Workplace violence is the second leading cause of injury for long-term care workers in B.C.
October 25, 2022 | News
Burnaby, B.C. – Yesterday’s announcement introducing new initiatives to reduce violence in the workplace for healthcare workers in targeted acute care locations is a crucial step in the right direction.
“We applaud this approach to violence prevention for at-risk hospital locations, and we look forward to seeing the review and revisions to the Provincial Violence Prevention curriculum,” said Saleema Dhalla, CEO SafeCare BC. “We would also like to see a focus on supporting existing work underway to support violence prevention in the continuing care sector, as there is a significant opportunity to innovate and build on these initiatives.”
Acts of violence are the second leading cause of workplace injury for long-term care workers in B.C., representing 2,367 cases, or 16 percent of all injuries over the past five years. In 2021 274 injury claims in long-term care involved acts of violence–up seven percent over 2020.
“Workplace violence is a complex issue across the entire health care continuum. In long-term care, it is particularly challenging, and it’s something that we manage every single day,” said Aly Devji, CEO. Langley Care Society. “Our staff care for some of B.C.s most vulnerable people, and it’s critical that they feel safe and secure while they do this important work.”
Workplace violence in long-term care involves many factors that require a comprehensive approach, including risk assessment, training, strategies, and support. The issue of violence towards healthcare workers in long-term care is complicated because those involved in violent acts may be cognitively impaired by dementia and other conditions that impact their behaviour.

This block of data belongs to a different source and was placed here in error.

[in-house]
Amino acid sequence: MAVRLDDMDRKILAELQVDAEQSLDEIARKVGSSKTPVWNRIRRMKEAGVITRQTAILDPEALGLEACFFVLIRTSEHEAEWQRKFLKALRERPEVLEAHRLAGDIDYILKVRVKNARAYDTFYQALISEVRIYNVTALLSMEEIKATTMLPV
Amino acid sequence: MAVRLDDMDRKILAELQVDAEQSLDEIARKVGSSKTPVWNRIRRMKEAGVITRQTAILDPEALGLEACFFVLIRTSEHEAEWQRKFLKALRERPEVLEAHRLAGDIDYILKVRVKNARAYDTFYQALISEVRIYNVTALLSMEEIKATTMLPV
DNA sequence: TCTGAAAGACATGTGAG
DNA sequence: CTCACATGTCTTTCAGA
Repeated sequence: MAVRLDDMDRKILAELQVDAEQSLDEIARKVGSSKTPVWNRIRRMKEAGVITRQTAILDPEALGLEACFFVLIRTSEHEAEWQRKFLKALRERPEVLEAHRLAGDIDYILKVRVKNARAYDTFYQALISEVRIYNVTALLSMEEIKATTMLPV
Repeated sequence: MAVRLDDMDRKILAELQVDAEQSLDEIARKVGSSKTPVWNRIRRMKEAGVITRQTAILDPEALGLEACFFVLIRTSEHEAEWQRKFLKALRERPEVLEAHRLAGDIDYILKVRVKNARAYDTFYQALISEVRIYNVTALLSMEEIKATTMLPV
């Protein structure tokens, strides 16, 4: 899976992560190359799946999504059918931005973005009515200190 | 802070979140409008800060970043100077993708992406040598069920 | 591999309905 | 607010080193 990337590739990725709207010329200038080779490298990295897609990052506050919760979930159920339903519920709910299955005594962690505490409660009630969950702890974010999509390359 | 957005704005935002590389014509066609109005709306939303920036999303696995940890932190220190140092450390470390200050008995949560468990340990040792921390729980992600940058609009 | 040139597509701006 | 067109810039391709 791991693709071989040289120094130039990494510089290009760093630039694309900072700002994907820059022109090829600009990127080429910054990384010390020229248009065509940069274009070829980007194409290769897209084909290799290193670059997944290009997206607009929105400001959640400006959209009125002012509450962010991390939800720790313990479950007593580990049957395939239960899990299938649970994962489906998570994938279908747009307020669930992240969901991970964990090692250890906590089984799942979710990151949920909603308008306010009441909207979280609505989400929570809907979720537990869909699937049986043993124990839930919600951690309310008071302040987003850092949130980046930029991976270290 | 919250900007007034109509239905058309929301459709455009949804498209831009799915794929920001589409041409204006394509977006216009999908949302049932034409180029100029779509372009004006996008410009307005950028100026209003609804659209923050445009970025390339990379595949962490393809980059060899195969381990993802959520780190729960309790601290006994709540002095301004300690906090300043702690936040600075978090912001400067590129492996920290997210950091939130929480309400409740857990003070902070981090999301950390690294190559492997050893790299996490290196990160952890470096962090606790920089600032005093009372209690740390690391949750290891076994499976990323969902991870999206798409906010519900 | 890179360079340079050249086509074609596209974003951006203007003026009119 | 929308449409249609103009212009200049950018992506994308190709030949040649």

“We recently completed a series of educational videos in partnership with the Alzheimer’s Society to support staff in long-term care who provide care to residents living with dementia,” adds Dhalla. “These videos compliment our existing supports for violence prevention – including training, resources, and toolkits for the continuing care sector.”
Violence in healthcare is often underreported, but it should never be considered a normal part of the job. In an industry already experiencing critical recruitment and retention issues, all our essential healthcare workers must feel safe coming to work every day.
About SafeCare BC
Established in 2013, SafeCare BC is an industry-funded, non-profit association working to ensure injury-free, safe working conditions for continuing care workers in B.C. SafeCare BC strives to be the industry leader in advancing injury prevention and safety training for long-term care and home support workers. We are committed to improving health and safety within the workplace and responding to the needs and priorities of our members.
Lisa Thibault | SafeCare BC